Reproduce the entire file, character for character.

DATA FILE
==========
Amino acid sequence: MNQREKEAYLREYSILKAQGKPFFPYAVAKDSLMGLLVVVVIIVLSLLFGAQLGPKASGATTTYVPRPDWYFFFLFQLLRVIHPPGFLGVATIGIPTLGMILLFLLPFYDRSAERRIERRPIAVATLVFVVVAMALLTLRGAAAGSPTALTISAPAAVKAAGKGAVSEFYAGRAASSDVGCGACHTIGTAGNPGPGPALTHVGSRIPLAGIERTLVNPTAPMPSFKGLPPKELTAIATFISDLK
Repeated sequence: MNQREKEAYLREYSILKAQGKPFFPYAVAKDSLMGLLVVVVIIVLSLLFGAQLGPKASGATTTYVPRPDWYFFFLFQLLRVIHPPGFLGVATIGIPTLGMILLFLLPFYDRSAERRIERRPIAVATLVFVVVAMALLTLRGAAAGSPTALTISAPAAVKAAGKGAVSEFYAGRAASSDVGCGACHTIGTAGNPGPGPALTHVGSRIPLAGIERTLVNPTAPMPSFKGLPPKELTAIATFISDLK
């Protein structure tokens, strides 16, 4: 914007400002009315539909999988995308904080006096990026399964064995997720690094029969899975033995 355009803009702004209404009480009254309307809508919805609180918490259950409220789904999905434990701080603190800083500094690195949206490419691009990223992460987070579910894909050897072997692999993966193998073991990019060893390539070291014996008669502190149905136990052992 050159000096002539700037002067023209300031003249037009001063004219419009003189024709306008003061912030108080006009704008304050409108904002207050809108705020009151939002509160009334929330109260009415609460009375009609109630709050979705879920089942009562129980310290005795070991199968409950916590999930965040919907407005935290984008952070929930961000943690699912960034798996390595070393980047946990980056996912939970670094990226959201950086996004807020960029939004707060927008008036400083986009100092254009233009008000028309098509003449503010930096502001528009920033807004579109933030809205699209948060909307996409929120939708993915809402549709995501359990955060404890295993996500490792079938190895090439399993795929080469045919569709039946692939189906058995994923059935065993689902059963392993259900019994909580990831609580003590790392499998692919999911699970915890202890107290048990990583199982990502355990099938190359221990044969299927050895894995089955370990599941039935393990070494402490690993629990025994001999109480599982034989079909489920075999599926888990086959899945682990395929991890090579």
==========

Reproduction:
Amino acid sequence: MNQREKEAYLREYSILKAQGKPFFPYAVAKDSLMGLLVVVVIIVLSLLFGAQLGPKASGATTTYVPRPDWYFFFLFQLLRVIHPPGFLGVATIGIPTLGMILLFLLPFYDRSAERRIERRPIAVATLVFVVVAMALLTLRGAAAGSPTALTISAPAAVKAAGKGAVSEFYAGRAASSDVGCGACHTIGTAGNPGPGPALTHVGSRIPLAGIERTLVNPTAPMPSFKGLPPKELTAIATFISDLK
Repeated sequence: MNQREKEAYLREYSILKAQGKPFFPYAVAKDSLMGLLVVVVIIVLSLLFGAQLGPKASGATTTYVPRPDWYFFFLFQLLRVIHPPGFLGVATIGIPTLGMILLFLLPFYDRSAERRIERRPIAVATLVFVVVAMALLTLRGAAAGSPTALTISAPAAVKAAGKGAVSEFYAGRAASSDVGCGACHTIGTAGNPGPGPALTHVGSRIPLAGIERTLVNPTAPMPSFKGLPPKELTAIATFISDLK
């Protein structure tokens, strides 16, 4: 914007400002009315539909999988995308904080006096990026399964064995997720690094029969899975033995 355009803009702004209404009480009254309307809508919805609180918490259950409220789904999905434990701080603190800083500094690195949206490419691009990223992460987070579910894909050897072997692999993966193998073991990019060893390539070291014996008669502190149905136990052992 050159000096002539700037002067023209300031003249037009001063004219419009003189024709306008003061912030108080006009704008304050409108904002207050809108705020009151939002509160009334929330109260009415609460009375009609109630709050979705879920089942009562129980310290005795070991199968409950916590999930965040919907407005935290984008952070929930961000943690699912960034798996390595070393980047946990980056996912939970670094990226959201950086996004807020960029939004707060927008008036400083986009100092254009233009008000028309098509003449503010930096502001528009920033807004579109933030809205699209948060909307996409929120939708993915809402549709995501359990955060404890295993996500490792079938190895090439399993795929080469045919569709039946692939189906058995994923059935065993689902059963392993259900019994909580990831609580003590790392499998692919999911699970915890202890107290048990990583199982990502355990099938190359221990044969299927050895894995089955370990599941039935393990070494402490690993629990025994001999109480599982034989079909489920075999599926888990086959899945682990395929991890090579």